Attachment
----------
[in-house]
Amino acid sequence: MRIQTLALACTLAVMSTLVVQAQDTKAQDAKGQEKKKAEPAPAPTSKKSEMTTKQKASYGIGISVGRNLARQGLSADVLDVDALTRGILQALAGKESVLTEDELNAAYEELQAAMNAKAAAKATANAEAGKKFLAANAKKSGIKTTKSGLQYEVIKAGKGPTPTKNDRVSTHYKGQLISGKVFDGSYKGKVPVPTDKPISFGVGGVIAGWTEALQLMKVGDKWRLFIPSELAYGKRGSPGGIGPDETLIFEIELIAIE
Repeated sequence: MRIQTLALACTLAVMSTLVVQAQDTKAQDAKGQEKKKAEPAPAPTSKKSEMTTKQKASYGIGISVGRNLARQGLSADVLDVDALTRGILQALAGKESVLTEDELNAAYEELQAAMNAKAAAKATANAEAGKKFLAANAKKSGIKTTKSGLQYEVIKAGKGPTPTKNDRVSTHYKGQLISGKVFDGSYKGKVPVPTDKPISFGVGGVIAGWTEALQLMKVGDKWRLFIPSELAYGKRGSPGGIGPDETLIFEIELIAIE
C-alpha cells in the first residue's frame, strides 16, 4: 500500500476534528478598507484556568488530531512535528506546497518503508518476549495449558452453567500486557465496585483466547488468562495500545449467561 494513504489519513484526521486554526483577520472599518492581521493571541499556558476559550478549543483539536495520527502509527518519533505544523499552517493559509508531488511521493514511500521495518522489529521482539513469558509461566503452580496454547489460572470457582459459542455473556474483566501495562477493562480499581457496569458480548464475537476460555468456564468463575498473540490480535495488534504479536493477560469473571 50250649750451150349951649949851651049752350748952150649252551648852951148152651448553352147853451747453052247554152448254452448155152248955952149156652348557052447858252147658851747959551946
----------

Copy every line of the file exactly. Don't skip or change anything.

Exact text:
[in-house]
Amino acid sequence: MRIQTLALACTLAVMSTLVVQAQDTKAQDAKGQEKKKAEPAPAPTSKKSEMTTKQKASYGIGISVGRNLARQGLSADVLDVDALTRGILQALAGKESVLTEDELNAAYEELQAAMNAKAAAKATANAEAGKKFLAANAKKSGIKTTKSGLQYEVIKAGKGPTPTKNDRVSTHYKGQLISGKVFDGSYKGKVPVPTDKPISFGVGGVIAGWTEALQLMKVGDKWRLFIPSELAYGKRGSPGGIGPDETLIFEIELIAIE
Repeated sequence: MRIQTLALACTLAVMSTLVVQAQDTKAQDAKGQEKKKAEPAPAPTSKKSEMTTKQKASYGIGISVGRNLARQGLSADVLDVDALTRGILQALAGKESVLTEDELNAAYEELQAAMNAKAAAKATANAEAGKKFLAANAKKSGIKTTKSGLQYEVIKAGKGPTPTKNDRVSTHYKGQLISGKVFDGSYKGKVPVPTDKPISFGVGGVIAGWTEALQLMKVGDKWRLFIPSELAYGKRGSPGGIGPDETLIFEIELIAIE
C-alpha cells in the first residue's frame, strides 16, 4: 500500500476534528478598507484556568488530531512535528506546497518503508518476549495449558452453567500486557465496585483466547488468562495500545449467561 494513504489519513484526521486554526483577520472599518492581521493571541499556558476559550478549543483539536495520527502509527518519533505544523499552517493559509508531488511521493514511500521495518522489529521482539513469558509461566503452580496454547489460572470457582459459542455473556474483566501495562477493562480499581457496569458480548464475537476460555468456564468463575498473540490480535495488534504479536493477560469473571 50250649750451150349951649949851651049752350748952150649252551648852951148152651448553352147853451747453052247554152448254452448155152248955952149156652348557052447858252147658851747959551946